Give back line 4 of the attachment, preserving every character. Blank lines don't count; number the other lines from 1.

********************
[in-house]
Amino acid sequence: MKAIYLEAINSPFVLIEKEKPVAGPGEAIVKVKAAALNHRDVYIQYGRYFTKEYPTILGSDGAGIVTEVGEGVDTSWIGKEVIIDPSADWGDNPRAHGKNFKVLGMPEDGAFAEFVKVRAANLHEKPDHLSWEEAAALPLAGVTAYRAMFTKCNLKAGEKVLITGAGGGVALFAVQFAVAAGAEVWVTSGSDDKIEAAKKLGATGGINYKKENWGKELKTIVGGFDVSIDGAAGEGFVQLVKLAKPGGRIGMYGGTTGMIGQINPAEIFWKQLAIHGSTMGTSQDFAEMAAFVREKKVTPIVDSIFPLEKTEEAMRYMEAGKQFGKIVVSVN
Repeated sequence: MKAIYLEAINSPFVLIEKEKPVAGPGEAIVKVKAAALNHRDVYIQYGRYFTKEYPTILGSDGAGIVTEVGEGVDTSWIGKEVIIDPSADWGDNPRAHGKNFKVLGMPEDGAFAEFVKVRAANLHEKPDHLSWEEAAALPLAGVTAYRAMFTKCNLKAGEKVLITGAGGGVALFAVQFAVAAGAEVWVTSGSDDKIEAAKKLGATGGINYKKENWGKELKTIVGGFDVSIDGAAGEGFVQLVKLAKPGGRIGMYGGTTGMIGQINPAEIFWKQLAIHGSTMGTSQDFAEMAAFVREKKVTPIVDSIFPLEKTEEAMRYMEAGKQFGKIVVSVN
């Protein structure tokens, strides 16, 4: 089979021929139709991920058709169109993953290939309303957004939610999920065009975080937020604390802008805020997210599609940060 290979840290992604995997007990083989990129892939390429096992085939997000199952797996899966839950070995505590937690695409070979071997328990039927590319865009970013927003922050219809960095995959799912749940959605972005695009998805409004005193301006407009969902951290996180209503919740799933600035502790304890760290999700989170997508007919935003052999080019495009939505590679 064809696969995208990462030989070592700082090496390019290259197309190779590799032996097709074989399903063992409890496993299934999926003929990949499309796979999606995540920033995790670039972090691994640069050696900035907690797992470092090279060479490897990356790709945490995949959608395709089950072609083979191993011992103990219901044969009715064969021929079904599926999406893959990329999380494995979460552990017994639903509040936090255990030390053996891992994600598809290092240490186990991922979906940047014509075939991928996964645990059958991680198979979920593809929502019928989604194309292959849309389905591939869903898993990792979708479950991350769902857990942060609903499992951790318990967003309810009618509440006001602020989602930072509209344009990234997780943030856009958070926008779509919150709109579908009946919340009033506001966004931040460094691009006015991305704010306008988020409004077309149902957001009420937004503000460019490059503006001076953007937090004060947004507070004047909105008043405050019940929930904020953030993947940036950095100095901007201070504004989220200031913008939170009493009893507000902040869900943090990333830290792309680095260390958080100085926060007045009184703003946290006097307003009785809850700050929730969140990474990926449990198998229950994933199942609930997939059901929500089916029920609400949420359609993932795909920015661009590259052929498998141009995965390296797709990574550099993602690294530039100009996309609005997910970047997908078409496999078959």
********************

């Protein structure tokens, strides 16, 4: 089979021929139709991920058709169109993953290939309303957004939610999920065009975080937020604390802008805020997210599609940060 290979840290992604995997007990083989990129892939390429096992085939997000199952797996899966839950070995505590937690695409070979071997328990039927590319865009970013927003922050219809960095995959799912749940959605972005695009998805409004005193301006407009969902951290996180209503919740799933600035502790304890760290999700989170997508007919935003052999080019495009939505590679 064809696969995208990462030989070592700082090496390019290259197309190779590799032996097709074989399903063992409890496993299934999926003929990949499309796979999606995540920033995790670039972090691994640069050696900035907690797992470092090279060479490897990356790709945490995949959608395709089950072609083979191993011992103990219901044969009715064969021929079904599926999406893959990329999380494995979460552990017994639903509040936090255990030390053996891992994600598809290092240490186990991922979906940047014509075939991928996964645990059958991680198979979920593809929502019928989604194309292959849309389905591939869903898993990792979708479950991350769902857990942060609903499992951790318990967003309810009618509440006001602020989602930072509209344009990234997780943030856009958070926008779509919150709109579908009946919340009033506001966004931040460094691009006015991305704010306008988020409004077309149902957001009420937004503000460019490059503006001076953007937090004060947004507070004047909105008043405050019940929930904020953030993947940036950095100095901007201070504004989220200031913008939170009493009893507000902040869900943090990333830290792309680095260390958080100085926060007045009184703003946290006097307003009785809850700050929730969140990474990926449990198998229950994933199942609930997939059901929500089916029920609400949420359609993932795909920015661009590259052929498998141009995965390296797709990574550099993602690294530039100009996309609005997910970047997908078409496999078959």